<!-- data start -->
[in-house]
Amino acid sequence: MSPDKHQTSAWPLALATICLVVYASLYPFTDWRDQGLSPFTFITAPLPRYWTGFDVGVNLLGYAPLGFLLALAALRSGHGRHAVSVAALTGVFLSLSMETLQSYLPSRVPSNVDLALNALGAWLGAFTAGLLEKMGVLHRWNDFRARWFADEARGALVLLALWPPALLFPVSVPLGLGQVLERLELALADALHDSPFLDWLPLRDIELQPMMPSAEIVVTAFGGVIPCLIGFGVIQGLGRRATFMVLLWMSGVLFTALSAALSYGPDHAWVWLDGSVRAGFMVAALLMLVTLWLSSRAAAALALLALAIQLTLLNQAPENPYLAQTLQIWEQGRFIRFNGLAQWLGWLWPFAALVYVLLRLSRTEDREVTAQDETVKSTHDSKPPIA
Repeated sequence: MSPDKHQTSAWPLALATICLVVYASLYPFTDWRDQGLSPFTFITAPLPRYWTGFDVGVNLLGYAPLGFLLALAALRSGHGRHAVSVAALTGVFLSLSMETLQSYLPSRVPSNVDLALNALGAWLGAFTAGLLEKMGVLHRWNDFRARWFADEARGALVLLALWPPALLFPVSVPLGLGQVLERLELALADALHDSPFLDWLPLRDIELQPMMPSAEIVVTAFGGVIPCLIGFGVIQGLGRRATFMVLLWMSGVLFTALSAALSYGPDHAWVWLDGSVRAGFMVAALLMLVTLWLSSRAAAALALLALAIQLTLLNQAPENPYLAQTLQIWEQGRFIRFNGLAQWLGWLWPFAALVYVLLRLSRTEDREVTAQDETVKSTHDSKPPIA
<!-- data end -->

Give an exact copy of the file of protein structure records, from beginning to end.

[in-house]
Amino acid sequence: MSPDKHQTSAWPLALATICLVVYASLYPFTDWRDQGLSPFTFITAPLPRYWTGFDVGVNLLGYAPLGFLLALAALRSGHGRHAVSVAALTGVFLSLSMETLQSYLPSRVPSNVDLALNALGAWLGAFTAGLLEKMGVLHRWNDFRARWFADEARGALVLLALWPPALLFPVSVPLGLGQVLERLELALADALHDSPFLDWLPLRDIELQPMMPSAEIVVTAFGGVIPCLIGFGVIQGLGRRATFMVLLWMSGVLFTALSAALSYGPDHAWVWLDGSVRAGFMVAALLMLVTLWLSSRAAAALALLALAIQLTLLNQAPENPYLAQTLQIWEQGRFIRFNGLAQWLGWLWPFAALVYVLLRLSRTEDREVTAQDETVKSTHDSKPPIA
Repeated sequence: MSPDKHQTSAWPLALATICLVVYASLYPFTDWRDQGLSPFTFITAPLPRYWTGFDVGVNLLGYAPLGFLLALAALRSGHGRHAVSVAALTGVFLSLSMETLQSYLPSRVPSNVDLALNALGAWLGAFTAGLLEKMGVLHRWNDFRARWFADEARGALVLLALWPPALLFPVSVPLGLGQVLERLELALADALHDSPFLDWLPLRDIELQPMMPSAEIVVTAFGGVIPCLIGFGVIQGLGRRATFMVLLWMSGVLFTALSAALSYGPDHAWVWLDGSVRAGFMVAALLMLVTLWLSSRAAAALALLALAIQLTLLNQAPENPYLAQTLQIWEQGRFIRFNGLAQWLGWLWPFAALVYVLLRLSRTEDREVTAQDETVKSTHDSKPPIA